Incorporating OpenMx in documentation examples of other packages.

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wibeasley's picture
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I'm on a grant whose goal is to develop reliable kinship links to facilitate BG and other developmental studies with the NLSY samples (eg, http://www.bls.gov/nls/nlsy79.htm). We're developing an R package (cran.r-project.org/web/packages/NlsyLinks/) that assists with many of the common manipulations and analyses. We're targeting all BG researchers who are interested in the NLSY, including those with limited experience in R.

OpenMx seems like a natural fit for our examples, but I'm hesitant to use it in our basic documentation, because of two deployment issues:
(1) It doesn't have the typical deployment pattern for an R package, and
(2) It's not available in 64-bit Windows.

We'll definitely include OpenMx in the vignette examples, but it doesn't seem like a good fit for the documentation examples. I feel that anything beyond 10 example lines erodes the cohesiveness of the page. I don't want to explain that they'll need to close their 64-bit session and open a new 32-bit session (which is necessary if they're using the R Console, Tinn-R or RStudio). These extra details make the documentation examples much less automatic. They're trivial to experienced R users, but we're hoping to expand beyond that group.

Also, I'm hesitant to spend a few lines explaining that that the "source('http://openmx.psyc.virginia.edu/getOpenMx.R')" line will install OpenMx. That's something that the imports/depends/suggests package option does smoothly behind the scenes without user intervention.

I'm wondering if the package documentation will even pass the "R CMD check" process if it depends on a non-standard repository. (The documentation says a general rule is "All packages that are needed to successfully run R CMD check on the package must be listed in one of ‘Depends’ or ‘Suggests’ or ‘Imports’. Packages used to run examples or tests conditionally (e.g. via if(require(pkgname))) should be listed in ‘Suggests’ or ‘Enhances’. (This allows checkers to ensure that all the packages needed for a complete check are installed.)" -http://cran.r-project.org/doc/manuals/R-exts.html).

How have these issues been addressed in the past? Are there any existing R packages that use OpenMx (in their documentation examples or as an imports/depends/suggests option) that I can learn from?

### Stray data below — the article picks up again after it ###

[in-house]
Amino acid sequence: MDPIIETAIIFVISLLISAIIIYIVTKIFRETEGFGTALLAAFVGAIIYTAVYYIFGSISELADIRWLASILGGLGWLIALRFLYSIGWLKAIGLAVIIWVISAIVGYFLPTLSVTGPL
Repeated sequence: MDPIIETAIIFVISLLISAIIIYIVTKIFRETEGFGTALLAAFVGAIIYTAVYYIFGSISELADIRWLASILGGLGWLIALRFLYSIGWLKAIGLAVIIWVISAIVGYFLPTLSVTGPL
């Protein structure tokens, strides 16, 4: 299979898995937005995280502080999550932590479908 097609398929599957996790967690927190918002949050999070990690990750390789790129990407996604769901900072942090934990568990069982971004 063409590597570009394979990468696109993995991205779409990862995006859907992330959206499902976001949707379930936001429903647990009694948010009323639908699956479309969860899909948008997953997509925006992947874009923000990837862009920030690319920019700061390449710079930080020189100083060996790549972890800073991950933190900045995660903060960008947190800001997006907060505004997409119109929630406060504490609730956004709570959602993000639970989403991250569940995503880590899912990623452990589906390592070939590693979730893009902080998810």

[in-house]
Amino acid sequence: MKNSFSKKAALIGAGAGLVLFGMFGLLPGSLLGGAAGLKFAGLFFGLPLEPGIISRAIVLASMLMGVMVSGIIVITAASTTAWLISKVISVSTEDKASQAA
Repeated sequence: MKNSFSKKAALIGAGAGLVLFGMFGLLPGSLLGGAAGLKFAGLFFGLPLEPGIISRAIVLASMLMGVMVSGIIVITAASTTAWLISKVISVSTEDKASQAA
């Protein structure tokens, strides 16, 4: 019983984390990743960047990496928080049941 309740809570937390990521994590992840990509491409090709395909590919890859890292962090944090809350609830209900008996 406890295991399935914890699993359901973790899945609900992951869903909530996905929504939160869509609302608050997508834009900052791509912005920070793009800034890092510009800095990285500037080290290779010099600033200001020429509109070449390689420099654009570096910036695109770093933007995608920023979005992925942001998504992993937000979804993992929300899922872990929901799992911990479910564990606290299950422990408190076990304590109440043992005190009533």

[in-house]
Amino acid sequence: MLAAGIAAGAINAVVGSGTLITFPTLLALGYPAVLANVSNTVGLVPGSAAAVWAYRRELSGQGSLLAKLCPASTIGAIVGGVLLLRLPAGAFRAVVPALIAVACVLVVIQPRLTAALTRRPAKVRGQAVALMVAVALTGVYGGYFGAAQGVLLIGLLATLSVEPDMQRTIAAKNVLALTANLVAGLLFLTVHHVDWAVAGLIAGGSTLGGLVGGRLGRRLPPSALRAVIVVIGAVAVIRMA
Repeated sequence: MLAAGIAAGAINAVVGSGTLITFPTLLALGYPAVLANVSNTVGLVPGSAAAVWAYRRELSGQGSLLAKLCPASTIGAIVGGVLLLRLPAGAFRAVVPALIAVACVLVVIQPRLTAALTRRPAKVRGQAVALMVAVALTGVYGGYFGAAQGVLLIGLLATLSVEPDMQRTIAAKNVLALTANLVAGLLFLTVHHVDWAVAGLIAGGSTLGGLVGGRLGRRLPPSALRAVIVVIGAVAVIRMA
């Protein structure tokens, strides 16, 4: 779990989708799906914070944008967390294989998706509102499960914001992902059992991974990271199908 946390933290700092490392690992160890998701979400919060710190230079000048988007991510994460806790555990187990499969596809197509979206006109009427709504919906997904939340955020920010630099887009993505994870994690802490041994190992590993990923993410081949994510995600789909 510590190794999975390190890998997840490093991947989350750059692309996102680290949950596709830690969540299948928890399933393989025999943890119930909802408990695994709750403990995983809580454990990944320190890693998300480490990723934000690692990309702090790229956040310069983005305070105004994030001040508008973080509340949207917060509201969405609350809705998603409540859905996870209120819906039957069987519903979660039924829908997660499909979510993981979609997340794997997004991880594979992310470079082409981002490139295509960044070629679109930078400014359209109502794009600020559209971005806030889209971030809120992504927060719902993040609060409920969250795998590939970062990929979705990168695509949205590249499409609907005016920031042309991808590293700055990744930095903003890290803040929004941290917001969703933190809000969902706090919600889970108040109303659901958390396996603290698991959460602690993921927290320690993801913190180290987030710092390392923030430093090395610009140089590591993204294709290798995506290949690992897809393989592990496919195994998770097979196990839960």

We know there are other SEM packages, but I really prefer this one. We're most familiar with Mx/OpenMx. We also feel it could be the best choice for the users of our package (both in the beginners and as the learn more BG).

-Will
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Mike Hunter has been kind enough to explain the licensing issues why OpenMx isn't immediately available through the conventional CRAN mechanism. And regarding the Windows 64-bit build, have the developers considered using R's WinBuilder (http://win-builder.r-project.org/)? I've never used it, but its self-description is: "this is intended for developers on other platforms who do not have access to Windows but wish to provide binaries for the Windows platform."

edit: modified description of grant's goals.

tbates's picture
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Answer to typical deployment pattern question

The procedure to install OpenMx can be almost as short a one-liner as a package already on CRAN.

Just use:
install.packages('OpenMx', repos='http://openmx.psyc.virginia.edu/testing/')

wibeasley's picture
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installing vs loading

Thanks Timothy, I like your suggestion (and the related thread you started). That does make it more self-explanatory than the 'source' command, with minimal added complexity.

But I don't think it's a favorable comparison to a package on CRAN. Those packages don't require any extra installation code in the examples, if they're in the 'Depends' or 'Imports' field of my package's DESCRIPTION file.